“Please believe me. I never expected to find someone like you,” Mehmet says, across the restaurant table. “I like you. I really like you.”
“I really like you too,” I reply, not sure where he’s going with this.
When his dark eyes fill with emotion, I know there is more to come.
“But…I have only one wife. I am sorry she is no longer with me, but she will always be my wife. You understand?”
“Yes, I understand.”
“You are my very good friend,” he says, warmly.
I reach for the bottle to pour myself another glass of wine and to have something to do with my nervous hands, but he stops me, gently, his hand on mine.
“It is the man who pours the wine,” he says, apologetically, before refilling my glass.
When we get home, we hug each other goodnight. Mehmet kisses me on both cheeks as is his habit. He is darkly handsome, charmingly European, and age appropriate. But he goes into his room and I go into mine, and I know I won’t see him until breakfast.
When Mehmet reserved a room in my Albuquerque BnB in October, 2019, he fit seamlessly into my life in a way no other man has. He insisted on serving me a Kurdish breakfast, eggs lightly scrambled in olive oil with fried peppers and tomatoes; or a delicious Turkish breakfast, made up of a dozen tiny bowls of something delicious, and seven olives, precisely, for good luck. Then he left me alone to write, occasionally knocking on my office door to bring me a bowl of sliced plums and a cup of mint tea.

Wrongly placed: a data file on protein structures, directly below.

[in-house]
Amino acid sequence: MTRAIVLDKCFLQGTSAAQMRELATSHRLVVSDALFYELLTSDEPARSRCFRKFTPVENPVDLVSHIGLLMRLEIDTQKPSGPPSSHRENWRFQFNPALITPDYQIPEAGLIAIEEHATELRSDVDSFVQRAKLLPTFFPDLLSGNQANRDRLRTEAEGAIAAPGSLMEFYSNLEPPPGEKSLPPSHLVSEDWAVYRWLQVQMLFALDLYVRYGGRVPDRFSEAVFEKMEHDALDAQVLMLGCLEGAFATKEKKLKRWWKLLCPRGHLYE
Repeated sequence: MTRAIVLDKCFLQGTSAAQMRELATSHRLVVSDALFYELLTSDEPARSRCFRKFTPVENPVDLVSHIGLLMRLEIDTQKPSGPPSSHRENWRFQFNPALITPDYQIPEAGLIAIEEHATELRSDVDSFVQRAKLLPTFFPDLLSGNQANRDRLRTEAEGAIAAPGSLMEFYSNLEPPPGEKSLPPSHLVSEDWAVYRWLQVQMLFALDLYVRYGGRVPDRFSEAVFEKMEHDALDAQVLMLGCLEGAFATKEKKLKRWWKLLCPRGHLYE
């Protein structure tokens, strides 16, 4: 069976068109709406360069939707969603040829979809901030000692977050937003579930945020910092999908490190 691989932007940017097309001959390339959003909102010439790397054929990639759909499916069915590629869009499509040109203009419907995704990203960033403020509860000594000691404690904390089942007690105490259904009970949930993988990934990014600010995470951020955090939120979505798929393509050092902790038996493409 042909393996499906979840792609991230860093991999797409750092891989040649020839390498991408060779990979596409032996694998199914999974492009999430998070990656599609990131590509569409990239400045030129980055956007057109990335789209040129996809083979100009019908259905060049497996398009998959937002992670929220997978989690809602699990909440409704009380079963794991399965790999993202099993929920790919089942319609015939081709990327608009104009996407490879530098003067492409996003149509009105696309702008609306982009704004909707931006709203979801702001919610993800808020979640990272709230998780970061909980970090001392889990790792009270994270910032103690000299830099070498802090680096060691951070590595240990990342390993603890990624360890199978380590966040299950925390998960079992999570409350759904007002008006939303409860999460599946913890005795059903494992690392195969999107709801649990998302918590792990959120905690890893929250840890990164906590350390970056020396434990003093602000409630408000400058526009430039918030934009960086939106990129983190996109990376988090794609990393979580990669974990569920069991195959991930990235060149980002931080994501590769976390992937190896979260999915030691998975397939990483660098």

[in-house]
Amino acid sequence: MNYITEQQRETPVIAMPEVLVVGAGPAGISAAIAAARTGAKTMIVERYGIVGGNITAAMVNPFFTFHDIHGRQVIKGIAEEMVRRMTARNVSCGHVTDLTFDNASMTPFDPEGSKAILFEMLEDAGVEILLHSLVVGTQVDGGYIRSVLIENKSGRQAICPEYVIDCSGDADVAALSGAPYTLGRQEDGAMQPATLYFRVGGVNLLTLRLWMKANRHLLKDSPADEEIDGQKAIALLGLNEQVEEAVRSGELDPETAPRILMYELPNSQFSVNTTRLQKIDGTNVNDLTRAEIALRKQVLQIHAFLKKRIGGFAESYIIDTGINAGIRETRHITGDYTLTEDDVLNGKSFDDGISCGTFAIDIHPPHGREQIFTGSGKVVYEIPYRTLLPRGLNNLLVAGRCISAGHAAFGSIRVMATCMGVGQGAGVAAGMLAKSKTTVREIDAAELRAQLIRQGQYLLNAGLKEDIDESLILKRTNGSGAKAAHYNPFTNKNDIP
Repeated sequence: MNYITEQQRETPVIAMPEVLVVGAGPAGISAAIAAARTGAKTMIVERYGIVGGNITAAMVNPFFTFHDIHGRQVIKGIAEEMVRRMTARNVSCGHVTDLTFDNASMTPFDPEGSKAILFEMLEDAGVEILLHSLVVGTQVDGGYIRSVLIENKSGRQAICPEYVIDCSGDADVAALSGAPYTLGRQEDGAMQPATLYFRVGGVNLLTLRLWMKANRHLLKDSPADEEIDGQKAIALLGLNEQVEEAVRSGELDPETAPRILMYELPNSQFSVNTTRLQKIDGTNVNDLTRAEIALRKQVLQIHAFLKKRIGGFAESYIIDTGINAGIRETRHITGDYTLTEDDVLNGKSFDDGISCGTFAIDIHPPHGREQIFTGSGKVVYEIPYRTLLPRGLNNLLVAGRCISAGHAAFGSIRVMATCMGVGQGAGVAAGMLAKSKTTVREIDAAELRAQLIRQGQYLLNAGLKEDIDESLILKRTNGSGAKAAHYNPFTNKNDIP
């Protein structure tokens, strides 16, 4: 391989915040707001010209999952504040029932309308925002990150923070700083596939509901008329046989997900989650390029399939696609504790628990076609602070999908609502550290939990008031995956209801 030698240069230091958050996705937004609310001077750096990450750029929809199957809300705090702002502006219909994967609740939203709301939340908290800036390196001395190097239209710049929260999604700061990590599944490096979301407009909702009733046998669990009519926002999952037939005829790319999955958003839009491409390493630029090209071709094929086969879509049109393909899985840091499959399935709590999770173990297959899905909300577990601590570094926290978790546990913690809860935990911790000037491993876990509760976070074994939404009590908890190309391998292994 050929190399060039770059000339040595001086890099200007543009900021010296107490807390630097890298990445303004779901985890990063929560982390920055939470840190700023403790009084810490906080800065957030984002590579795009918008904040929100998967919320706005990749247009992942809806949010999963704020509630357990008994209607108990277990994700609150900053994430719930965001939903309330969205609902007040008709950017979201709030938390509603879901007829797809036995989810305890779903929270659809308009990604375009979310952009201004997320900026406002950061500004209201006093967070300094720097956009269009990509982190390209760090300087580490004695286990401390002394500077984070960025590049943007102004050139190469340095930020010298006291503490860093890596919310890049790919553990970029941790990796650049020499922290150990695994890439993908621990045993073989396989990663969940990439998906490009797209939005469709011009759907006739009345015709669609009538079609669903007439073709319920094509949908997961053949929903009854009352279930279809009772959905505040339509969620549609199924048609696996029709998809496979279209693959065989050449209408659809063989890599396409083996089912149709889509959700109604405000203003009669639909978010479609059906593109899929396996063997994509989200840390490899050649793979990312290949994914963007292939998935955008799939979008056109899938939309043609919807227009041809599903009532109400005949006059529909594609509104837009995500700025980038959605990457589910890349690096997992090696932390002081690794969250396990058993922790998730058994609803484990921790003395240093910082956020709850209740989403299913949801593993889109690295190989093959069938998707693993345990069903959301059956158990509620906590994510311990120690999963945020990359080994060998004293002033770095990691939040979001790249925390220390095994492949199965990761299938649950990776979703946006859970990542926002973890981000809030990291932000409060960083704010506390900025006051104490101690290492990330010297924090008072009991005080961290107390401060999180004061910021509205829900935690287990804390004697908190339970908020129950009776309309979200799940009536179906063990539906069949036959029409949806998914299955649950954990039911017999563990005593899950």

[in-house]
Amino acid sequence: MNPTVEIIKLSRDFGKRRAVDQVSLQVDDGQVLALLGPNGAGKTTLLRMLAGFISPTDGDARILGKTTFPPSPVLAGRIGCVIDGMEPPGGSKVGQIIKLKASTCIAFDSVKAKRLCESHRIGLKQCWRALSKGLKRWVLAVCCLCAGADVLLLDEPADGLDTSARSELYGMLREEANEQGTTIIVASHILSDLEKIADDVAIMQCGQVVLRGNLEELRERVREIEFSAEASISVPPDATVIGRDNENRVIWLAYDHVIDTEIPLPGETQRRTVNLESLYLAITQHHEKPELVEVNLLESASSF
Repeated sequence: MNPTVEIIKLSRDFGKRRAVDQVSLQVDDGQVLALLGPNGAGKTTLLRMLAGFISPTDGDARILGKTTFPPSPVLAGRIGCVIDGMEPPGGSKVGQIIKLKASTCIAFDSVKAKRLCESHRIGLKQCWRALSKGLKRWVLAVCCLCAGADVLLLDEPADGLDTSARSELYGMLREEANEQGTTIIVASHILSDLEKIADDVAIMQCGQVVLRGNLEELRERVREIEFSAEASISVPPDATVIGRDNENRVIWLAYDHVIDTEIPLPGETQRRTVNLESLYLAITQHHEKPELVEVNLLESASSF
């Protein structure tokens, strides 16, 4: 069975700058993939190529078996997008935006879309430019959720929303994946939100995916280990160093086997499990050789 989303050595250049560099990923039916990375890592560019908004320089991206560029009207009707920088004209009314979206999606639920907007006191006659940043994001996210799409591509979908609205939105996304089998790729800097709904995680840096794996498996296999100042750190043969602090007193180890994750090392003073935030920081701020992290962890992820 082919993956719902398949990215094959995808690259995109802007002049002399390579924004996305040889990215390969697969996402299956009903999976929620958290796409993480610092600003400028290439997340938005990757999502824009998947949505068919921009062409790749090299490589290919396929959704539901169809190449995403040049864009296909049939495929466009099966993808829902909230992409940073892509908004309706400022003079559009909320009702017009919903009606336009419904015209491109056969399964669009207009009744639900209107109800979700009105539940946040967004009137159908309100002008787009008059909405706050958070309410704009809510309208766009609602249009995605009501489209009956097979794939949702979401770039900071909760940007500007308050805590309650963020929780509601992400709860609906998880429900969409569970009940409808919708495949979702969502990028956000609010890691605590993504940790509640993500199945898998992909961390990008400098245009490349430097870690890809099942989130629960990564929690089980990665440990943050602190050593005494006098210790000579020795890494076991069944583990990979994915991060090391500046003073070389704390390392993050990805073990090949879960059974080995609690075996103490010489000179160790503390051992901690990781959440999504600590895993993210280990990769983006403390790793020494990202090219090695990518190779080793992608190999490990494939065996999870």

Together, we walked the dog along the Bosque trails on those golden autumn afternoons. He’d shoot photo after photo and we’d marvel at the flocks of ring-billed gulls and sandhill cranes assembled on the sandbars. Mehmet walked a few steps ahead of me, so pleased with each blue-sky day that he’d kick up his heels like Dick Van Dyke’s chimney sweep in “Mary Poppins,” his sixty-seven-year-old, boot-clad feet coming completely off the ground.
We were compatible in so many other ways — like our similar early-to-bed, early-to-rise habits. We only pushed ourselves to stay out late for the weekly Jazz Jam in Old Town. He loved jazz to an extreme, singing along to…